Posterior Cranial Fossa

Posterior cranial fossa is the posterior-most of the three fossae in the base of the skull. It lodges the parts of the hindbrain, namely, the cerebellum, pons and medulla oblongata.

Boundaries:

The posterior cranial fossa is bounded anteriorly by the superior border of the petrous part of temporal bone.  Posteriorly it is bounded by the internal surface of the squamous part of the occipital bone.

Floor:

The floor of the posterior cranial fossa is formed by the basilar, condylar and squamous parts of the occipital bone and the mastoid part of the temporal bone.

Roof:

Unlike the other two fossae of the base of the skull (anterior and middle cranial fossae), the posterior cranial fossa has a roof formed by the tentorium cerebelli, which is a fold of the dura. It intervenes between the cerebellum and the occipital lobes of the cerebral hemispheres.

Features and contents:

Foramen magnum:

It is a large opening in the occipital bone, occupying the central area of the floor of posterior cranial fossa. It transmits the medulla oblongata and its surrounding meninges. In addition, the ascending spinal parts of the accessory nerves and the two vertebral arteries also pass through it.

Hypoglossal canal:

It is situated above the anterolateral boundary of the foramen magnum. It transmits the hypoglossal nerve.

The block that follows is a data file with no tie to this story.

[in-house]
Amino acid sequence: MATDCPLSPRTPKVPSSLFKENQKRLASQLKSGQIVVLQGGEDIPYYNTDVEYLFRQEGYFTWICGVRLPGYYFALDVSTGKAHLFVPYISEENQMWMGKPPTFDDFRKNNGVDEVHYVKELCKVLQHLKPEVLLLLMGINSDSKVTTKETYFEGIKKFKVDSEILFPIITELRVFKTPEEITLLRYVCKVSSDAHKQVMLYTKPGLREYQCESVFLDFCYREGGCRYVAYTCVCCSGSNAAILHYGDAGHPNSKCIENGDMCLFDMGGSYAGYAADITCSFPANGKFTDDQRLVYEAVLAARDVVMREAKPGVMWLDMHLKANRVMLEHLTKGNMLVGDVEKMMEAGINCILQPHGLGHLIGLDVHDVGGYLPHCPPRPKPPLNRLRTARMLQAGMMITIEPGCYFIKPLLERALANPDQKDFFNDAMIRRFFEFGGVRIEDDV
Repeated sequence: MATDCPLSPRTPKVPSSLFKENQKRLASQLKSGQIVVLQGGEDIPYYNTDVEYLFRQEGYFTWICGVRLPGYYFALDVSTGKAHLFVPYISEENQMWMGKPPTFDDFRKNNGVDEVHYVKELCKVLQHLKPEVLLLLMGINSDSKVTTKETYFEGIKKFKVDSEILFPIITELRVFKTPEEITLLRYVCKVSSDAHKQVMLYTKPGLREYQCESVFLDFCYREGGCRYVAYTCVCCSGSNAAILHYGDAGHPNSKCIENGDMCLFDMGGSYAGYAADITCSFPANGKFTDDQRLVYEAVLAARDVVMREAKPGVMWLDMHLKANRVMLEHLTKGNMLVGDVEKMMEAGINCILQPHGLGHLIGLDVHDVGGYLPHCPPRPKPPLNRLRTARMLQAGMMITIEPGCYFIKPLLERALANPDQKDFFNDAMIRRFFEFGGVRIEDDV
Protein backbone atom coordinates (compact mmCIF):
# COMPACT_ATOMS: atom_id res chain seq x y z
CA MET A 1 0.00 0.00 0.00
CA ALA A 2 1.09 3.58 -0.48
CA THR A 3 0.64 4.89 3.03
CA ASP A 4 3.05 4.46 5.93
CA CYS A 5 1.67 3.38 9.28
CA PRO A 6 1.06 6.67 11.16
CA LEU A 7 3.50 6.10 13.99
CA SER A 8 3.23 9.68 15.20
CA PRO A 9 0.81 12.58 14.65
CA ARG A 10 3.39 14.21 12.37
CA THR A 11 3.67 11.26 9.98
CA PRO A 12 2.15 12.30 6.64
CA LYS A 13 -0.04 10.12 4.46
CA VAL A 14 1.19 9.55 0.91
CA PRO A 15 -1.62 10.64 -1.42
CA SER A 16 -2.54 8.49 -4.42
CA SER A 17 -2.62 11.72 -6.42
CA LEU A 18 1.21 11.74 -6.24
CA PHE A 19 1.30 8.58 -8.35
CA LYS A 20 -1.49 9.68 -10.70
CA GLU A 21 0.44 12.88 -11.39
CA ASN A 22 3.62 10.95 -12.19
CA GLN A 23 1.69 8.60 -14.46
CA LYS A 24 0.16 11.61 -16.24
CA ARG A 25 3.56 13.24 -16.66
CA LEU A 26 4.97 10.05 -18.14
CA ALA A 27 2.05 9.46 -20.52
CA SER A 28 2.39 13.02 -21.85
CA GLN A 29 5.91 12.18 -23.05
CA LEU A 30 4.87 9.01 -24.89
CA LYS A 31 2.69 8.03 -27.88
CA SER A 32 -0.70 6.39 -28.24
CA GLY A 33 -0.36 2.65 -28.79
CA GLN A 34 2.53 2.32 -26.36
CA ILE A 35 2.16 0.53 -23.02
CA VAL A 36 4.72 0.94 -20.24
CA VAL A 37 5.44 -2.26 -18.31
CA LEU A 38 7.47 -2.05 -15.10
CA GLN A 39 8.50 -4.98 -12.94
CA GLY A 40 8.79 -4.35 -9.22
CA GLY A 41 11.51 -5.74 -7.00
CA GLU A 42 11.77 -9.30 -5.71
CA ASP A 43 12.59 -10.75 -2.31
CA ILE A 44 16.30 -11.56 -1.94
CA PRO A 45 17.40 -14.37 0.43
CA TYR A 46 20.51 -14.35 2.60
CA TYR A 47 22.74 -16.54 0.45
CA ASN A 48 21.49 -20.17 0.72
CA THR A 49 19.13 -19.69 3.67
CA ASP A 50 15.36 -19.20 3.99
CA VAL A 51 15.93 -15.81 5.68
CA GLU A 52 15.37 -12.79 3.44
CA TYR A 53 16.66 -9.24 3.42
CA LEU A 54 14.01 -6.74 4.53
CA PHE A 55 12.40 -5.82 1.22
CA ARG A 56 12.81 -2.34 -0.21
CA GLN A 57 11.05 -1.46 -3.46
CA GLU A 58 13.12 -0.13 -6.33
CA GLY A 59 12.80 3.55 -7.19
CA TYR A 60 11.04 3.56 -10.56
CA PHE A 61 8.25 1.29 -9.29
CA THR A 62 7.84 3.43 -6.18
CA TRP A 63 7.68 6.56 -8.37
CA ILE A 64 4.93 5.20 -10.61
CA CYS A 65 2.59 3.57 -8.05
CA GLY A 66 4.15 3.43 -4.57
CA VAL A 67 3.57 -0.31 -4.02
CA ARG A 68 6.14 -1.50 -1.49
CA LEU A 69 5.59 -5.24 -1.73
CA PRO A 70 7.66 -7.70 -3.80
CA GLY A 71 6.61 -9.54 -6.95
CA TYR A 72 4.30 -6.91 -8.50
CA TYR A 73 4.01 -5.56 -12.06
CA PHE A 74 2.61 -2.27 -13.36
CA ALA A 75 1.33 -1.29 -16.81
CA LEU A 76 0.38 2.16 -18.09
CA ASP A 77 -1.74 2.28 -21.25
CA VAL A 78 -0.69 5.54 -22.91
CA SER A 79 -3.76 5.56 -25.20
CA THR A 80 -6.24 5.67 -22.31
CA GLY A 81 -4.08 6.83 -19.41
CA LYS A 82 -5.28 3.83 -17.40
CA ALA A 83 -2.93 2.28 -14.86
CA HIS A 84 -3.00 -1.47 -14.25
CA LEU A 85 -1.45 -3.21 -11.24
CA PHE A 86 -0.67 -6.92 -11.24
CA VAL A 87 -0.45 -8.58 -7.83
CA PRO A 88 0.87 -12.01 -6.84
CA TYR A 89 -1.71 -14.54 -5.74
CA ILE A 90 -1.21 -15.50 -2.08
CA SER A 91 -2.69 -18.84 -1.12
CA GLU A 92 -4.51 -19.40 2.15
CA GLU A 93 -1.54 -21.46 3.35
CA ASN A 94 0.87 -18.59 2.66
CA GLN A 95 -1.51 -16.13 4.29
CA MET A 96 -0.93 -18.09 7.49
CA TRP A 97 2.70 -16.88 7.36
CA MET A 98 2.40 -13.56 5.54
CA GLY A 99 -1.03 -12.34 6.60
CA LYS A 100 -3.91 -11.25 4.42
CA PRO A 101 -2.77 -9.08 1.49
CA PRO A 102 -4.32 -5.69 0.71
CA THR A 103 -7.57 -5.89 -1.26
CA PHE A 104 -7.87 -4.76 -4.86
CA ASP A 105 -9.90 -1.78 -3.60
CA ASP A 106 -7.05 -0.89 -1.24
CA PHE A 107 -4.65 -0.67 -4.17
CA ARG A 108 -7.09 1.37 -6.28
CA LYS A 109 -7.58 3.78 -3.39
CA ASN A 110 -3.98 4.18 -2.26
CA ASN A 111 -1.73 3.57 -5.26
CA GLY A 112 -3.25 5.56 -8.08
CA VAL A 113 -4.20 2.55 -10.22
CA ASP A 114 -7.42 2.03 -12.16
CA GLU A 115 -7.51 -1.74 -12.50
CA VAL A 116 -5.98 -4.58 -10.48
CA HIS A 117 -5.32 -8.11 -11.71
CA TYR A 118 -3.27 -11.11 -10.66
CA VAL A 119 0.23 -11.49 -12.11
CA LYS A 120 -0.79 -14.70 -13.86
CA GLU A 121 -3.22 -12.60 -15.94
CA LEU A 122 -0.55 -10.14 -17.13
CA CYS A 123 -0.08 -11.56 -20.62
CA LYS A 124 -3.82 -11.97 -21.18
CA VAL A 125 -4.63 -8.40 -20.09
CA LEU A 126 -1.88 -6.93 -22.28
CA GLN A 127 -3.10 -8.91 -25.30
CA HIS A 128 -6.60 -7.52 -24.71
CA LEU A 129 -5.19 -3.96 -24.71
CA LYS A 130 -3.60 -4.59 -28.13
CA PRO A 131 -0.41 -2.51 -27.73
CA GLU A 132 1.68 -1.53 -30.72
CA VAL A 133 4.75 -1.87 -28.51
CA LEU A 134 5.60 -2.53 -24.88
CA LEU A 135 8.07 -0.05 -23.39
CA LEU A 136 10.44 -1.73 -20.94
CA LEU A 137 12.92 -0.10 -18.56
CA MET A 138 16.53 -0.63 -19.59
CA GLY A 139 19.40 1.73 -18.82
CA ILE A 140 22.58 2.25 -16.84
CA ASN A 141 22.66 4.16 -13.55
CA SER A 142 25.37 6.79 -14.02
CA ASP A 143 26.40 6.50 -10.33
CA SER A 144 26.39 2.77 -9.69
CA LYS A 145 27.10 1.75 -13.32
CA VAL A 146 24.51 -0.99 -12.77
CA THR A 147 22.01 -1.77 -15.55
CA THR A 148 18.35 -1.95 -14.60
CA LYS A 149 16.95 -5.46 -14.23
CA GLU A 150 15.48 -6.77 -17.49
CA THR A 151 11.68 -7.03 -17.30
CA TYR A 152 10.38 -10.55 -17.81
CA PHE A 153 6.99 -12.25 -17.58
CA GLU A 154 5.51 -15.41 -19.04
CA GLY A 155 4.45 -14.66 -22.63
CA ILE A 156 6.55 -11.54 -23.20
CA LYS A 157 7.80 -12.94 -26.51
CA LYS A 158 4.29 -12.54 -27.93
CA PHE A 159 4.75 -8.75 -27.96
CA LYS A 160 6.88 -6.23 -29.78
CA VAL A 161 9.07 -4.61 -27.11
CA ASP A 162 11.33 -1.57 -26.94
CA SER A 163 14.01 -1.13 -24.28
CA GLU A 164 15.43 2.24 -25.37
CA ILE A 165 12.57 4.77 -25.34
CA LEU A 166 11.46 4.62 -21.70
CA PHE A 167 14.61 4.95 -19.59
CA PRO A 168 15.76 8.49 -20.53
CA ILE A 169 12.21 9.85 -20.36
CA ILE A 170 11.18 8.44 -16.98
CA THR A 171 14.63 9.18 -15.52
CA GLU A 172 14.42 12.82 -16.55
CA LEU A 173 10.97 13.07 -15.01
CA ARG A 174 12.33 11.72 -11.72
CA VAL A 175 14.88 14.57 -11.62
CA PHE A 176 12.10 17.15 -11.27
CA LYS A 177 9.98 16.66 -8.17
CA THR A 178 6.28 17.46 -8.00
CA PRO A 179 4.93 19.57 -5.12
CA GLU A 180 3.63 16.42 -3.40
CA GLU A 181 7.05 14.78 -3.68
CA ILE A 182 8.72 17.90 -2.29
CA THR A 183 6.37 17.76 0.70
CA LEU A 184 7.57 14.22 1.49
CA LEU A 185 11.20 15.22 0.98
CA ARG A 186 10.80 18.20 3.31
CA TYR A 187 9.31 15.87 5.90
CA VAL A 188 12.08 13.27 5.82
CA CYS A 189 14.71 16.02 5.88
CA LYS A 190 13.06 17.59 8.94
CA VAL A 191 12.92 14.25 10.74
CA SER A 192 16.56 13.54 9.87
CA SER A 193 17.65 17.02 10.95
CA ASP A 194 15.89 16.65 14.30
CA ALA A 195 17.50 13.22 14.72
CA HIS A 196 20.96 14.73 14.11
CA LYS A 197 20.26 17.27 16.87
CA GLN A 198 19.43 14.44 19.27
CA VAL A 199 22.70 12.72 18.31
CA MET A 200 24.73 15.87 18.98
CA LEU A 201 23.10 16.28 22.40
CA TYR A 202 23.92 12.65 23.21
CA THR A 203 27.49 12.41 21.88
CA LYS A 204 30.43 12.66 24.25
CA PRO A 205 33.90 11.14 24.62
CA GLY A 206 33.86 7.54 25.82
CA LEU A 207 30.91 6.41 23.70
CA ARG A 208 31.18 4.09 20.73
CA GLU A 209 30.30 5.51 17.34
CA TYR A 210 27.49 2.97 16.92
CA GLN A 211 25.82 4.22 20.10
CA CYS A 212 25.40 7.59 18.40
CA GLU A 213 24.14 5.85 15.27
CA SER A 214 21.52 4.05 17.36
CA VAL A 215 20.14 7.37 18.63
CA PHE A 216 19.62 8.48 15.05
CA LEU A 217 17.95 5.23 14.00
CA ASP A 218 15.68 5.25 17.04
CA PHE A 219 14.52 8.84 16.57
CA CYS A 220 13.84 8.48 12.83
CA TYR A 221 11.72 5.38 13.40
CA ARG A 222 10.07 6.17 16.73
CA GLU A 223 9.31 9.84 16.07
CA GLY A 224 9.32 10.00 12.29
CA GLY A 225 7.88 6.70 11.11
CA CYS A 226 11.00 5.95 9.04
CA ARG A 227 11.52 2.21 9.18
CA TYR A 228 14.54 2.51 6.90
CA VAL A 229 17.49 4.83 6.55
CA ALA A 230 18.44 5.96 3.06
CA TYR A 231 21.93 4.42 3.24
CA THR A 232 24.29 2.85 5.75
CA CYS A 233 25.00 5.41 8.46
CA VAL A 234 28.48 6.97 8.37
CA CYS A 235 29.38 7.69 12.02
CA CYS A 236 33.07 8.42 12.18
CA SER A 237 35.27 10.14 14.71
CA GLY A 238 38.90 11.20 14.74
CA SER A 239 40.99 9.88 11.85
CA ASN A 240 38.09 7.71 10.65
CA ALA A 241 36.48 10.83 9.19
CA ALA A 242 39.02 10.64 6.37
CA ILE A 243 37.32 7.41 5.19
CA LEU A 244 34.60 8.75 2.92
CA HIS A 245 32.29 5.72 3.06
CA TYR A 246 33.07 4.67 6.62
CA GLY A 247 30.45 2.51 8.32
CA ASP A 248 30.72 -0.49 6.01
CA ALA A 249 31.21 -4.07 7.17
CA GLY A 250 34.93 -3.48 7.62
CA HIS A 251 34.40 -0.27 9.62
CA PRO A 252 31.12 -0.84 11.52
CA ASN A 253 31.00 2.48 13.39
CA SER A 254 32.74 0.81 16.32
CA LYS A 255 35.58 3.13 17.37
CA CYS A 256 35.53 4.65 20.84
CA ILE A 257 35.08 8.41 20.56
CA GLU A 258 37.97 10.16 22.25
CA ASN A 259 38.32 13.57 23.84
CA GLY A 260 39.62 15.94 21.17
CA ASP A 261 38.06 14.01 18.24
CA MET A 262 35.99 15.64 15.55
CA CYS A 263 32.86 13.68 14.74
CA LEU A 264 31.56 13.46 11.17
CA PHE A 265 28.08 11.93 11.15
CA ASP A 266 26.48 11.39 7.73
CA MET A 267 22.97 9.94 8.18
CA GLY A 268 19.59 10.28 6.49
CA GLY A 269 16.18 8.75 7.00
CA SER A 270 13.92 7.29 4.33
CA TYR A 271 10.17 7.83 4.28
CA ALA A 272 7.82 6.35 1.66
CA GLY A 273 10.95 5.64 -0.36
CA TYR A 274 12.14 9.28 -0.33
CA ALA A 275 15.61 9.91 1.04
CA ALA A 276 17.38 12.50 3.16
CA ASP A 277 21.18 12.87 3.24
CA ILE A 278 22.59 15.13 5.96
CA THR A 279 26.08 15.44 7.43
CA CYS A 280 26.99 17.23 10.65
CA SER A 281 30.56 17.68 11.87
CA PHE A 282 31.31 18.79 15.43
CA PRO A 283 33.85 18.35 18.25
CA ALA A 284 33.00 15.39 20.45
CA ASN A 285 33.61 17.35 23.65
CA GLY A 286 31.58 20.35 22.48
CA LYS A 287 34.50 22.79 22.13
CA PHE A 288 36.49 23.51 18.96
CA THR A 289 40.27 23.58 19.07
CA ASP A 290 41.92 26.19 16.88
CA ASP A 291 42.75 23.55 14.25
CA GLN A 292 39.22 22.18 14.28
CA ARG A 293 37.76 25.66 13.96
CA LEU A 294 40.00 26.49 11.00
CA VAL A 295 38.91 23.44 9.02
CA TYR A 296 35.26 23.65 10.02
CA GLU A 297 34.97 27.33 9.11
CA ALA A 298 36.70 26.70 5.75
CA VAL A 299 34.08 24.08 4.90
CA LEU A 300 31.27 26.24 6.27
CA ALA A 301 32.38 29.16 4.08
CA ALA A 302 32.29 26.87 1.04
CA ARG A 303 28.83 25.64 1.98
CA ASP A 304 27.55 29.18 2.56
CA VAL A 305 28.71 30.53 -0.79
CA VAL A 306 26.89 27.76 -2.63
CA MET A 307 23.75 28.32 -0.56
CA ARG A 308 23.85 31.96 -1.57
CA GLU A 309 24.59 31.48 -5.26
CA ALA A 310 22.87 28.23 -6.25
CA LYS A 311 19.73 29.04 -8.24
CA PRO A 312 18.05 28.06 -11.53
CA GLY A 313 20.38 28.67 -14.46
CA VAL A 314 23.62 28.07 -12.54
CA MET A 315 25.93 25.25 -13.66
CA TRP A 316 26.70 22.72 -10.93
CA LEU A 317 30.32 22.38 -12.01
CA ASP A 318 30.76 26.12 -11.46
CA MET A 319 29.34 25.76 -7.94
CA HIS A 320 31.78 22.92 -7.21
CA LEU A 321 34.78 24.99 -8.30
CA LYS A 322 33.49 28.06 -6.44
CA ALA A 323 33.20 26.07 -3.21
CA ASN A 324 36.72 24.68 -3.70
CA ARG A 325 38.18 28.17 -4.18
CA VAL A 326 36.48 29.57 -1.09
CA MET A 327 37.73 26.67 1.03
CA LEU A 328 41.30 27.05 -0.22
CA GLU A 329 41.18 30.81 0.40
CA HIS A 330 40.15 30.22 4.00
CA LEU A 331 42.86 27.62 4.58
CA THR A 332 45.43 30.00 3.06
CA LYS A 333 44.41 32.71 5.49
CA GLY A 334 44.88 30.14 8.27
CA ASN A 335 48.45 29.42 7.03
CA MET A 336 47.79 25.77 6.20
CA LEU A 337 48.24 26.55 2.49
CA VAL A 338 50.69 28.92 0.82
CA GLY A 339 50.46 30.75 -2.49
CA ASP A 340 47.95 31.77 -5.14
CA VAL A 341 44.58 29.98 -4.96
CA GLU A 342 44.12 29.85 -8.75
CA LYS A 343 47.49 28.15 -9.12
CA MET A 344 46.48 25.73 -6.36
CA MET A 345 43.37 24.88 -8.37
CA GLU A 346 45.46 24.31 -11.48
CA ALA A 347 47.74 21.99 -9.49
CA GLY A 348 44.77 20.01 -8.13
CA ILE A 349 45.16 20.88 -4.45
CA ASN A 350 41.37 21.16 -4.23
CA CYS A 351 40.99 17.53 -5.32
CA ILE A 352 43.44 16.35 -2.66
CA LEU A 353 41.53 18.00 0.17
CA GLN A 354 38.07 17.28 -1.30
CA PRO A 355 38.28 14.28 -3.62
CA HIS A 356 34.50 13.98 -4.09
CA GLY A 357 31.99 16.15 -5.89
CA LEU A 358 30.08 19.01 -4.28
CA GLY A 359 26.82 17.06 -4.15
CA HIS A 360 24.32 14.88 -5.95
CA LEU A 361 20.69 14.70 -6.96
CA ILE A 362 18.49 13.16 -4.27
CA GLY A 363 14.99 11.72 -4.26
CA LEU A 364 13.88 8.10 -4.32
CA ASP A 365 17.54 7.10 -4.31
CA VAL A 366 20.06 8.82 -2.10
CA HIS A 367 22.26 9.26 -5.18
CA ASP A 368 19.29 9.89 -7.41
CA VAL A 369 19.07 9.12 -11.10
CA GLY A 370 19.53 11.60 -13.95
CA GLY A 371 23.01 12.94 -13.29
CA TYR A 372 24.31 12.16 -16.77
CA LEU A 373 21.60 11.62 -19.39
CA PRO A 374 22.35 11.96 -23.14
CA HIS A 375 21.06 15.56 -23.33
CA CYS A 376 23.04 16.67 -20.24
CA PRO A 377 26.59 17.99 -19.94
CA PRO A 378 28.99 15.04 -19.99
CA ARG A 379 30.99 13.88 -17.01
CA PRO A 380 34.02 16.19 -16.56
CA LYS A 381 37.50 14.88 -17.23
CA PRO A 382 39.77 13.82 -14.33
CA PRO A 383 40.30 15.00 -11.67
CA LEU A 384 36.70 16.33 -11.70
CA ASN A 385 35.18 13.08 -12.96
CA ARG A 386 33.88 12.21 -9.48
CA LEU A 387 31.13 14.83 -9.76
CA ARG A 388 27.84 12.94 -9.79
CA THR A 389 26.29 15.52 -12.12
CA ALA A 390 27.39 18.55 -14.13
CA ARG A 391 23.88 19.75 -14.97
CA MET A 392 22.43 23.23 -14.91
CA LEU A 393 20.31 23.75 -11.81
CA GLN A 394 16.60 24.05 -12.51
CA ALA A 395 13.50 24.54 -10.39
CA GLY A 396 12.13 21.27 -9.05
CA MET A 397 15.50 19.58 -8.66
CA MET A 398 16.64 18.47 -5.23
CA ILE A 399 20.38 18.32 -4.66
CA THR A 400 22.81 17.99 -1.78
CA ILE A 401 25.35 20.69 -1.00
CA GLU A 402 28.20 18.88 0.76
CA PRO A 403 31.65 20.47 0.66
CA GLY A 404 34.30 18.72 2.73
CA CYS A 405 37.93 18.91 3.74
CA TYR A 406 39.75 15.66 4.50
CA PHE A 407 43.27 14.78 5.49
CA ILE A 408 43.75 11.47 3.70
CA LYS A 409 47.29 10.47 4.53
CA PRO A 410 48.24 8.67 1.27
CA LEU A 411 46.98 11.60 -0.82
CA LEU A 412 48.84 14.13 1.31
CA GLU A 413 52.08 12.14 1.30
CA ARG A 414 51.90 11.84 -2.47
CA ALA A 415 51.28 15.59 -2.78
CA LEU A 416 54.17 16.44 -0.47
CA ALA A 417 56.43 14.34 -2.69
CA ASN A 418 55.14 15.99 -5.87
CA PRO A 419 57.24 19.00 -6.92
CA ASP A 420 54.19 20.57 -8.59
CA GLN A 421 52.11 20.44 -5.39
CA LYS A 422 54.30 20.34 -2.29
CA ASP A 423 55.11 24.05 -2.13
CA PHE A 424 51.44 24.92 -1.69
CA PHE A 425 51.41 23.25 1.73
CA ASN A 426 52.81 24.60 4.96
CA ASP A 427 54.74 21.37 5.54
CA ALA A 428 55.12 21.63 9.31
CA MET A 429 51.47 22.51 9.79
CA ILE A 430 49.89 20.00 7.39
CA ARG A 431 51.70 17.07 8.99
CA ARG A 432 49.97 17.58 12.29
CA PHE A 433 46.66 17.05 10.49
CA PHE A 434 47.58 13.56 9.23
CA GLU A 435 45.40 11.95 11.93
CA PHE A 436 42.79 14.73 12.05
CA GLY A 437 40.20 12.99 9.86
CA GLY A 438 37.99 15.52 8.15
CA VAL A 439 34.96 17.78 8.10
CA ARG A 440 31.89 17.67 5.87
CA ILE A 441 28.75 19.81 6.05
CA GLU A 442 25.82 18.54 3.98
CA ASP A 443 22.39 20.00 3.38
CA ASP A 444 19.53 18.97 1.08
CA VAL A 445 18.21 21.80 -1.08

Jugular foramen:

It lies between the lower border of the petrous part of temporal bone and the condylar part of the occipital bone. It transmits a number of structures including the following:

  • Inferior petrosal sinus
  • Glossopharyngeal (IX), Vagus (X) and Accessory (XI) cranial nerves
  • Sigmoid sinus (becomes the internal jugular vein below the foramen)

Internal acoustic meatus (Internal auditory meatus):

It is a canal in the petrous part of the temporal bone that carries nerves (facial (VII) and vestibulocochlear (VIII)) from inside the cranium towards the middle and inner ear.

Internal occipital crest:

It is the prominent lower division of the cruciate eminence of the occipital bone. It runs upward in the midline posteriorly from the foramen magnum to the internal occipital protuberance. The small falx cerebelli is attached to it.